The glucose sensor is the first wearable device that can measure glucose concentration directly but noninvasively, the authors say.
And while other wearable devices have been made to monitor pulse, the authors claim their new design would be less sensitive to errors when the wearer is in motion, for example while walking or playing sports.
Both of the watches described in the two papers make use of the so-called "speckle" effect, the grainy interference patterns that are produced on images when laser light reflects from an uneven surface or scatters from an opaque material.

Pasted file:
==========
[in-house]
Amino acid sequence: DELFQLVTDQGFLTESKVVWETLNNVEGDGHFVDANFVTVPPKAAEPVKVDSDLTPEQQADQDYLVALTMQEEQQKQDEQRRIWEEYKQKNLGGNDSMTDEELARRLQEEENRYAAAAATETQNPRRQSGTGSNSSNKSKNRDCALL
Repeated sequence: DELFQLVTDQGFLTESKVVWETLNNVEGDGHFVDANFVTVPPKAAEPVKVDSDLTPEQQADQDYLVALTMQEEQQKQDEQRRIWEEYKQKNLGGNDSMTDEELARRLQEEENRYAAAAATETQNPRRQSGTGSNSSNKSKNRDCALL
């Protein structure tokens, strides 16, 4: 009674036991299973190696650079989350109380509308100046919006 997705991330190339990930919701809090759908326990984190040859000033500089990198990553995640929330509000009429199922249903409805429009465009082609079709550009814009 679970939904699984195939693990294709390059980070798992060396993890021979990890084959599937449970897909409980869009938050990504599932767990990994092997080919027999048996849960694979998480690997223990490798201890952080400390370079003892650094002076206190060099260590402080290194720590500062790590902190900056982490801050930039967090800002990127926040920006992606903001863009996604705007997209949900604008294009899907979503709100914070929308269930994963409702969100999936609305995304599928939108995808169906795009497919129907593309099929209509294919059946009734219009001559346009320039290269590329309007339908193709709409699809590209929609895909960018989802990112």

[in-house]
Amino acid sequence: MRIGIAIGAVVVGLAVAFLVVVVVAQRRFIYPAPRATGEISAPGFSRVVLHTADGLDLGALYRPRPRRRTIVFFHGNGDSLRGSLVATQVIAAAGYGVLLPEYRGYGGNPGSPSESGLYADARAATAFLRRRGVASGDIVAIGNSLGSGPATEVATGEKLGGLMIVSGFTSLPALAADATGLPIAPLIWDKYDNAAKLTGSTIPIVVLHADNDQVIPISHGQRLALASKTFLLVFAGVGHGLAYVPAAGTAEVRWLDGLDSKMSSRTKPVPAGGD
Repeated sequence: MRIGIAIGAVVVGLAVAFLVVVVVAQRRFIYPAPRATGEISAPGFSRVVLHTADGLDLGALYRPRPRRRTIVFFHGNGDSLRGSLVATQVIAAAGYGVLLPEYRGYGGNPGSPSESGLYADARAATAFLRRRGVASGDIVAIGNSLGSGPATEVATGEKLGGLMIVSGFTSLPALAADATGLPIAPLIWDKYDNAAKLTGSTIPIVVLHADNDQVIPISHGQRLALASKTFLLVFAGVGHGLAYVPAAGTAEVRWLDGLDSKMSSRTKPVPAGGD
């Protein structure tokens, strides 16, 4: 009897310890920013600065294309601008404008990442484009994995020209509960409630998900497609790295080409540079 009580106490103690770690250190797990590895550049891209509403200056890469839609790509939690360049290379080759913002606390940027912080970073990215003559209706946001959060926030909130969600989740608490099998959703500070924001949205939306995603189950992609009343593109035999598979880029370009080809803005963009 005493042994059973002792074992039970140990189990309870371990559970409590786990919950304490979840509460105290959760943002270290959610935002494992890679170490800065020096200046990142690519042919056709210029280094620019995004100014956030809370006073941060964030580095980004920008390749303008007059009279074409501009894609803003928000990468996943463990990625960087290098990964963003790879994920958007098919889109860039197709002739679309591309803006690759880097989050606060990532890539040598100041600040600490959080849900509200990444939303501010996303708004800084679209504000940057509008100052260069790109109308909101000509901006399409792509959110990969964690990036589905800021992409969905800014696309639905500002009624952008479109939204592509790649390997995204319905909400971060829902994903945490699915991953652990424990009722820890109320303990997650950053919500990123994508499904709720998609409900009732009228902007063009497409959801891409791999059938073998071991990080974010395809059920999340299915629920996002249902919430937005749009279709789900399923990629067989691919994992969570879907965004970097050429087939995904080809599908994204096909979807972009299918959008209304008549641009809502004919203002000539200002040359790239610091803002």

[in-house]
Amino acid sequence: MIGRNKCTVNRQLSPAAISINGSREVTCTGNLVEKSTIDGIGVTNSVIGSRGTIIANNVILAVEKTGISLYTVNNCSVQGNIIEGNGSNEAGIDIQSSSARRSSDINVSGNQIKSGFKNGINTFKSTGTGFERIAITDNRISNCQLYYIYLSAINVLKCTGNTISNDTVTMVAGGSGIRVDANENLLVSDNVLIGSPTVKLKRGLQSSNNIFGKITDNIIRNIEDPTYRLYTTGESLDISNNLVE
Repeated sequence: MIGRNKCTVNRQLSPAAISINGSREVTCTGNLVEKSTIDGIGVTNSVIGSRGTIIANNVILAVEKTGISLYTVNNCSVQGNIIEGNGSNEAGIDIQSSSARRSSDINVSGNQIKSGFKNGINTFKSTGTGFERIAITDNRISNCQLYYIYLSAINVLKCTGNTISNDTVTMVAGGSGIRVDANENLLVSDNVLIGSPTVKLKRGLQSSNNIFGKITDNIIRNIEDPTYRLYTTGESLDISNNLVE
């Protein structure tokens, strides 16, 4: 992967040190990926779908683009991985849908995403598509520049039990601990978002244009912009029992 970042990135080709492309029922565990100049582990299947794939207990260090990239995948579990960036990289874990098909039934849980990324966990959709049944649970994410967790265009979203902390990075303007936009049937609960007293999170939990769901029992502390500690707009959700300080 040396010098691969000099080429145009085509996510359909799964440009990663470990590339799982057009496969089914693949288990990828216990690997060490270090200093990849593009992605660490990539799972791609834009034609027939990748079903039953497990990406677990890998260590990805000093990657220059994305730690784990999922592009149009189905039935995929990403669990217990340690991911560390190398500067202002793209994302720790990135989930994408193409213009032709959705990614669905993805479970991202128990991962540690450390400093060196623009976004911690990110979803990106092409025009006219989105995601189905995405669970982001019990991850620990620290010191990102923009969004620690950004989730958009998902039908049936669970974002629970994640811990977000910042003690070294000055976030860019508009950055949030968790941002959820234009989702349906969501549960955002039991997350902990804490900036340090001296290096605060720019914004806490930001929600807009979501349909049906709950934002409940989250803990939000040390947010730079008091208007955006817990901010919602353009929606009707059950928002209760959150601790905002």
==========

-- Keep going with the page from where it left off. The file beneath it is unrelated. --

When the material that is scattering the light is moving-say, in the case of blood flowing through the circulatory system-"the speckle pattern changes with changes in the flow," explained biomedical engineer Mahsa Nemati, a graduate student in the Optics Research Group at the Delft University of Technology in the Netherlands and the lead author of the Biomedical Optics Express paper on monitoring pulse. Those light variations are a valuable source of information, she says.
The papers have been published in The Optical Society's (OSA) open-access journal Biomedical Optics Express.